must be detached by hand at the time of mature colouring (consistent
with acceptable sweetness). Fruit of most cultivars are easily bruised
and rough handling causes the wing edges to discolour rapidly. Fruit
should be packed in single layers on shredded paper or like material in
a tray pack. Pre-cooling and refrigeration (10 to 20°C) together
with a PVC wrap, will give relatively good shelf life. No post-harvest
chemical or hot water treatments appear to have been trialled.
Pests and Diseases
fruit and tree is remarkable in that it has few problems with pests and
diseases. Flying foxes are not a problem. The main concern is leaf
roller caterpillars, and more particularly, fruit flies. In Asia, field
sanitation (removing stung and fallen fruit) and bagging with paper or
plastic bags is common, and the latter may be worth the effort in
Australia, but only if market return is commensurate.
regular spraying of fruit with Fenthion (0.04%) or Dimethoate (0.03%)
will control flies. In addition, Maldison 25 g (25% W.P.) plus Protein
Hydrolysate 25 ml in 1 litre of water, painted on a few of the main
tree limbs or trunk at weekly intervals will assist control.
commercial production, only planting of clonal material is recommended.
Seed is difficult to extract from fruit, but best left to decompose and
then crushed over a wire sieve together with running water. Sow seed
immediately, but barely cover with medium. Seedling growth is rapid,
and repotted plants can be of suitable size (0.6 to 1m tall) in a few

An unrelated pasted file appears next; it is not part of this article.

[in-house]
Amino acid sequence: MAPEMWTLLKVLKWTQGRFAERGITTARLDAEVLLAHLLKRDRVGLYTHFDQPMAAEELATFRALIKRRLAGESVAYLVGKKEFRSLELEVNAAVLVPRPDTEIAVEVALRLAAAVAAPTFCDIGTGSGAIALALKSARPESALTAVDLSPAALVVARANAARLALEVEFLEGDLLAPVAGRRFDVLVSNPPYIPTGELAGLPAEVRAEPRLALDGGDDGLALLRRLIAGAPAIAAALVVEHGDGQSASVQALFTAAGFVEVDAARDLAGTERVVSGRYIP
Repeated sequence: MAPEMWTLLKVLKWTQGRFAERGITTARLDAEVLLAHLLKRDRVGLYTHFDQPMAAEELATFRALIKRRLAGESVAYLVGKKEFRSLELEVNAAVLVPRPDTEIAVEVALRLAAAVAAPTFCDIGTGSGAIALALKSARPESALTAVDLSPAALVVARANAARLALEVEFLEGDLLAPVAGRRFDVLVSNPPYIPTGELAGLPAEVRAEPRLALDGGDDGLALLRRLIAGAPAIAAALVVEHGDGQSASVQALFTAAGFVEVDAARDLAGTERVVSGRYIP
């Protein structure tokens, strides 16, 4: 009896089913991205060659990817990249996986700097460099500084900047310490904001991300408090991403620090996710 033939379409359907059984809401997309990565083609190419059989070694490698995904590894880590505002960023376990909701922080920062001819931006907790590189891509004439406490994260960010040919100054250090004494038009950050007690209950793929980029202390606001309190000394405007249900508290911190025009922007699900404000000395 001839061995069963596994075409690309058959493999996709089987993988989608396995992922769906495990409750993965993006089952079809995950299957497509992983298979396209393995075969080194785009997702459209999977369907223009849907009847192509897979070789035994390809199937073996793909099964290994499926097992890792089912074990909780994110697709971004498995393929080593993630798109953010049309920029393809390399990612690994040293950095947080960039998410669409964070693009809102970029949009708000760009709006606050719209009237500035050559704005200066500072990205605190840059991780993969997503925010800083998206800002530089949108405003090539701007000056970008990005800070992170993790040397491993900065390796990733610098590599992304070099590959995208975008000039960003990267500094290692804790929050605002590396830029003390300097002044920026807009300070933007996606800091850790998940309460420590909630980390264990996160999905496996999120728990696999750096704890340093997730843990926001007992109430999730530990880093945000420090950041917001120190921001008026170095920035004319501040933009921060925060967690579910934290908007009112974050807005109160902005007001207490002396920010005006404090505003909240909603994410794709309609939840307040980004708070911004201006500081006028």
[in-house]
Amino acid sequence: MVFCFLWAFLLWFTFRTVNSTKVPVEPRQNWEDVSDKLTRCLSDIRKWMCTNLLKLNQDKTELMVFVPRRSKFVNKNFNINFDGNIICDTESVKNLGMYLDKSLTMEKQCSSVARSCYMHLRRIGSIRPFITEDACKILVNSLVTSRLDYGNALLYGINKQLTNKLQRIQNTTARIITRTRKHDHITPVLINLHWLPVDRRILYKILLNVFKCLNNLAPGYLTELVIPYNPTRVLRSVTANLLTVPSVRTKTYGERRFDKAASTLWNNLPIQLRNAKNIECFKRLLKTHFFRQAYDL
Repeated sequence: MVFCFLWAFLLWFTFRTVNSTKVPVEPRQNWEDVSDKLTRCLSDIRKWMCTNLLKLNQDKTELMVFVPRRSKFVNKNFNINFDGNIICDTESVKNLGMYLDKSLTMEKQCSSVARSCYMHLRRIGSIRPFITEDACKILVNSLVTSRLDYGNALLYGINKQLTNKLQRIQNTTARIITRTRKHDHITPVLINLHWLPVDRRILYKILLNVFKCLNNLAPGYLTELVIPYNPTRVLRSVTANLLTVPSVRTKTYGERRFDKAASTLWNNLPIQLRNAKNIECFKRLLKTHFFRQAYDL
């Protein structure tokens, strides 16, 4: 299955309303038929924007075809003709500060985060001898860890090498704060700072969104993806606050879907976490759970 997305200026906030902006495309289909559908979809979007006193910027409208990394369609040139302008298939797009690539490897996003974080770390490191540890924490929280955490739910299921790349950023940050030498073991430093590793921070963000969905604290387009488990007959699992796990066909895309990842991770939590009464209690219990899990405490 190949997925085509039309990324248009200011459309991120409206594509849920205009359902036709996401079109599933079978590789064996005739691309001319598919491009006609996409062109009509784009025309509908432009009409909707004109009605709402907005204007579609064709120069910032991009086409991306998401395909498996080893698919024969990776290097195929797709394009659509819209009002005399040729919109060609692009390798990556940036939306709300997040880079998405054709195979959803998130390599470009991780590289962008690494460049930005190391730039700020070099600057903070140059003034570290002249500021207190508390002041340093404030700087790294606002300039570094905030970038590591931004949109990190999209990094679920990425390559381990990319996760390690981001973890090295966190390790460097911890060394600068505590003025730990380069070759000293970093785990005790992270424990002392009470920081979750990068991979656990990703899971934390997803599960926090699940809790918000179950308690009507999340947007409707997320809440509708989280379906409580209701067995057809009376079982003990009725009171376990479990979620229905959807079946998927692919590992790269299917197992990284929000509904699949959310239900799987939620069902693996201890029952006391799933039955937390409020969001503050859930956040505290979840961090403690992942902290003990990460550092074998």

Propagation can be carried out by side veneer graft, chipbudding, modified forkert budding, or wedge grafts.
veneer grafts are probably the most reliable. A defoliated, hardened
(brown) scion piece with 5 to 6 nodes and of appropriate diameter
(slightly thinner than the Graft area on the stock) is prepared and
slotted in the normal way for a side veneer. The scion is tightly bound
with PVC tape.
After 4 weeks, if the scion is still alive, the
upper part of the tie is removed and the stock decapitated just above
the graft. Watering should then be reduced to about one-third of normal
requirements until the scion makes significant growth.
Top working can be carried out with side veneers, or cutting back and wedge or side veneer grafting new growths.
Alternatively, bark grafts (as per deciduous fruits) are successful on cut-back limb edges.
layering appears difficult with carambola, and particularly with some
cultivars; similarly, cuttings are not reliable - even under mist.
Density and Planning
cultivars vary in growth rates, and permanent tree spacings range from
5 metres to 10 metres. However, double planting in the row and tree
removal at a later date is possibly the most efficient land use.
Planting sites do not require substantial pre-treatment, although deep
ripping in hard-packed soils is beneficial. Poultry or animal manure or
organic waste dug into the planting position some six months prior to
field planting is recommended.